Value of the week – Politeness

“Politeness is an inexpensive way of making friends.”  William Feather

As a child, I spent a lot of time with my paternal grandmother (see photo) who lived with the family. I recall special moments, such as sitting by her open coal fire, as she cooked delicious toast, using an ancient toasting fork. These were very special formative times during my childhood.  Gran was born in 1880 and was steeped in Victorian good manners, which she believed were so important in cultivating good character.  She explained to me that it was impolite to continually talk about myself.  She said that I must show respect for others by really listening to them. Although others have said it since, it was Gran who taught me that people may not remember what I said but they would remember how I made them feel. 

Gran and me.

Gran’s early education of me had her desired effect because when I left secondary school, Mr Blacksell, the Headteacher quoted Shakespeare on my report writing, ‘Well I am schooled, good manners be your speed’.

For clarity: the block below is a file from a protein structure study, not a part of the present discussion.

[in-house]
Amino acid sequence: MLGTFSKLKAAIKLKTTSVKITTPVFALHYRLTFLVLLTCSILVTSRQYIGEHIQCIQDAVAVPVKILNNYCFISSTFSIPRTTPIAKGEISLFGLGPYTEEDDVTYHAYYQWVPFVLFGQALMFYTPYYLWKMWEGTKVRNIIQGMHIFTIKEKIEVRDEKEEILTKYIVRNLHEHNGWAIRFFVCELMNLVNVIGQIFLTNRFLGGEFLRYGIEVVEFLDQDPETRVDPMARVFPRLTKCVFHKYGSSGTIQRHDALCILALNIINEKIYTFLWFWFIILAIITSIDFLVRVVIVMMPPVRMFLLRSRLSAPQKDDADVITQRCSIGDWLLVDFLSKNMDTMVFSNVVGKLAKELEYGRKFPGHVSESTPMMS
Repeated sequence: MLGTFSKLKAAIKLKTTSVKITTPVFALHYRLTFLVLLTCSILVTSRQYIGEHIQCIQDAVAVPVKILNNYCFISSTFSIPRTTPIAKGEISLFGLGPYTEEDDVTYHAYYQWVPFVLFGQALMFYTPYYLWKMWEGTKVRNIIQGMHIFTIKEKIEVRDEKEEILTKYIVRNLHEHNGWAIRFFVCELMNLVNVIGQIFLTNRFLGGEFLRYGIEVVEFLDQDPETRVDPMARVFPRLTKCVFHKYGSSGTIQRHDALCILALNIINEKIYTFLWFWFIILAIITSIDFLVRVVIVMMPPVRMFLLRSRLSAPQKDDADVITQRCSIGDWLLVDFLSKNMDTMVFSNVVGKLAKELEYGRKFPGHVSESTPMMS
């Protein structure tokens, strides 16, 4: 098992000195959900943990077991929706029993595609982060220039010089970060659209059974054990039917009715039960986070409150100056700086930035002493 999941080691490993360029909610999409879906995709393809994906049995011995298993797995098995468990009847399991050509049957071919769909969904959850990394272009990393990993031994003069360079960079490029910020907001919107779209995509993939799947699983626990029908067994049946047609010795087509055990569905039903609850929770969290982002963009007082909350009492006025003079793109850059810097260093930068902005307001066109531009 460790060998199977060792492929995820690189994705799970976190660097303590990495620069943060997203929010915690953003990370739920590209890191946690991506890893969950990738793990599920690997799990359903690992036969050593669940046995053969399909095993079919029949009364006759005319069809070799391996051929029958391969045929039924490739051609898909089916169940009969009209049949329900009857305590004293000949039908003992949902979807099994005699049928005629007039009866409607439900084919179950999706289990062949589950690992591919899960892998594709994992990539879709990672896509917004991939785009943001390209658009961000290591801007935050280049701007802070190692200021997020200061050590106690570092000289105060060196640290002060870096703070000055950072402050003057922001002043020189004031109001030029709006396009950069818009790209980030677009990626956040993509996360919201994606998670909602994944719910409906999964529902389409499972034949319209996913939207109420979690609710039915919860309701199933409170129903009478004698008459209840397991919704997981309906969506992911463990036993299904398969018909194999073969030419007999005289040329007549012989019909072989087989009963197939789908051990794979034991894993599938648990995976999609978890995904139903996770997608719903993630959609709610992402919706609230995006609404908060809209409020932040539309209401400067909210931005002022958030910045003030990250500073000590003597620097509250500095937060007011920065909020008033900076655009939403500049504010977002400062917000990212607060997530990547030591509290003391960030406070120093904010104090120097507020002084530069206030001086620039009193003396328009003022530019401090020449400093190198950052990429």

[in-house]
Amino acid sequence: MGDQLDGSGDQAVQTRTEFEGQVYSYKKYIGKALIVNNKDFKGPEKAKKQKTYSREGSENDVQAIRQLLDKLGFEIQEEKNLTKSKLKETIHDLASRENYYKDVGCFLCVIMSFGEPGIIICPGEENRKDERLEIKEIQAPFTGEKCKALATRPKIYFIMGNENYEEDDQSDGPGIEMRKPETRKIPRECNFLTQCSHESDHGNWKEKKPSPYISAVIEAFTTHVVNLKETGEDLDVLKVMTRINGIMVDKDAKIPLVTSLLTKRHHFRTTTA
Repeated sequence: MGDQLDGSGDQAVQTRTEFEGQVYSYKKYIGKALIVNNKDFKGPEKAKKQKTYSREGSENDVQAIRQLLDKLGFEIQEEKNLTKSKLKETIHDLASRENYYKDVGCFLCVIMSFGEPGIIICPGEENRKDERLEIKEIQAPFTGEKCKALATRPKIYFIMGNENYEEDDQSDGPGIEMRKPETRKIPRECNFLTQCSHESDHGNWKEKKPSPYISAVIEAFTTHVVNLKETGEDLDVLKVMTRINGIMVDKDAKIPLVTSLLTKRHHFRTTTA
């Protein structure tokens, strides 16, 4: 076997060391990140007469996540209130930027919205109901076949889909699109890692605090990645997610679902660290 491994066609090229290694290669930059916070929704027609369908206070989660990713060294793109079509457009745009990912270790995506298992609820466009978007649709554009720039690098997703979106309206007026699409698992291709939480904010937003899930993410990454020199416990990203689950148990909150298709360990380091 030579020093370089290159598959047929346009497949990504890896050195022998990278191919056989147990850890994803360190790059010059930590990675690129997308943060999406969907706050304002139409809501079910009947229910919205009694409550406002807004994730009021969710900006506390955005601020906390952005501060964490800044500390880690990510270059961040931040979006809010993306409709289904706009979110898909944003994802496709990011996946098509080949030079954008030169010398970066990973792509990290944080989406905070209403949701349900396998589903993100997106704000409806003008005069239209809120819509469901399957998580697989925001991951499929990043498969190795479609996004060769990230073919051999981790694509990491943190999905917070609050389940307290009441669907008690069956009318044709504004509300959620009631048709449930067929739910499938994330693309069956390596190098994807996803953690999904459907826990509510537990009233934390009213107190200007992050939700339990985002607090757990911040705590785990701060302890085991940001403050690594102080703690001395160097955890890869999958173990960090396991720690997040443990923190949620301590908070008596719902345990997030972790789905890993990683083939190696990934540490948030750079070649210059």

Politeness means being aware of and respecting the feelings of others. However, is politeness really a value?  Philosophers have argued about its legitimacy as a value, some arguing that politeness is really about following rules without any moral judgement.  An extreme example of this, were the members of Hitler’s SS who were often seen as being very polite but were capable of the most atrocious acts of inhumanity.

My own view is that politeness is the beginning stage of morality. As young children we learn from our families what behaviour is socially appropriate and what isn’t. Being polite and respectful, serves as the foundation on which other values can be built. Politeness oils the wheels of relationships, boosting self-esteem and confidence. If we are to nourish civil, ethical and courteous behaviour, which become the bedrock of our character, then we have to take politeness to greater depths of understanding.  Where can this process take place? 

Values-based families and schools give children opportunities to explore and live values, such as respect, honesty, trust and compassion, which give substance to politeness and general good manners. You can find more information about values education by visiting www.valuesbasededucation.com